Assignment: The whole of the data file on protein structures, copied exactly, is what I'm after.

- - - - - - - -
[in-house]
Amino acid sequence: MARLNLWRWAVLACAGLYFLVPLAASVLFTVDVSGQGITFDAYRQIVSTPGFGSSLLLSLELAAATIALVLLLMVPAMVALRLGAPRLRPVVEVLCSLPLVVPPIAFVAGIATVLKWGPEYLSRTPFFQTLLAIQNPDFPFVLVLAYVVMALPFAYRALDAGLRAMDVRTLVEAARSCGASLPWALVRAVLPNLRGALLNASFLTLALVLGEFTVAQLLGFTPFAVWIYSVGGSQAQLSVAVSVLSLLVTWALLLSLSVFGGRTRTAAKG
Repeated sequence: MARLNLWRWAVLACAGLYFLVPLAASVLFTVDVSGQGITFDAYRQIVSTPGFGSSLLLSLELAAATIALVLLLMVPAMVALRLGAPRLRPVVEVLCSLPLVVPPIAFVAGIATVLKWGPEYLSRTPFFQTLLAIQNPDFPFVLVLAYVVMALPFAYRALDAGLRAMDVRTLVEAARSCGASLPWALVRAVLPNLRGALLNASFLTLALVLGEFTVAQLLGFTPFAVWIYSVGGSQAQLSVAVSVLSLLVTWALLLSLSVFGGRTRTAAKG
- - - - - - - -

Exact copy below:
[in-house]
Amino acid sequence: MARLNLWRWAVLACAGLYFLVPLAASVLFTVDVSGQGITFDAYRQIVSTPGFGSSLLLSLELAAATIALVLLLMVPAMVALRLGAPRLRPVVEVLCSLPLVVPPIAFVAGIATVLKWGPEYLSRTPFFQTLLAIQNPDFPFVLVLAYVVMALPFAYRALDAGLRAMDVRTLVEAARSCGASLPWALVRAVLPNLRGALLNASFLTLALVLGEFTVAQLLGFTPFAVWIYSVGGSQAQLSVAVSVLSLLVTWALLLSLSVFGGRTRTAAKG
Repeated sequence: MARLNLWRWAVLACAGLYFLVPLAASVLFTVDVSGQGITFDAYRQIVSTPGFGSSLLLSLELAAATIALVLLLMVPAMVALRLGAPRLRPVVEVLCSLPLVVPPIAFVAGIATVLKWGPEYLSRTPFFQTLLAIQNPDFPFVLVLAYVVMALPFAYRALDAGLRAMDVRTLVEAARSCGASLPWALVRAVLPNLRGALLNASFLTLALVLGEFTVAQLLGFTPFAVWIYSVGGSQAQLSVAVSVLSLLVTWALLLSLSVFGGRTRTAAKG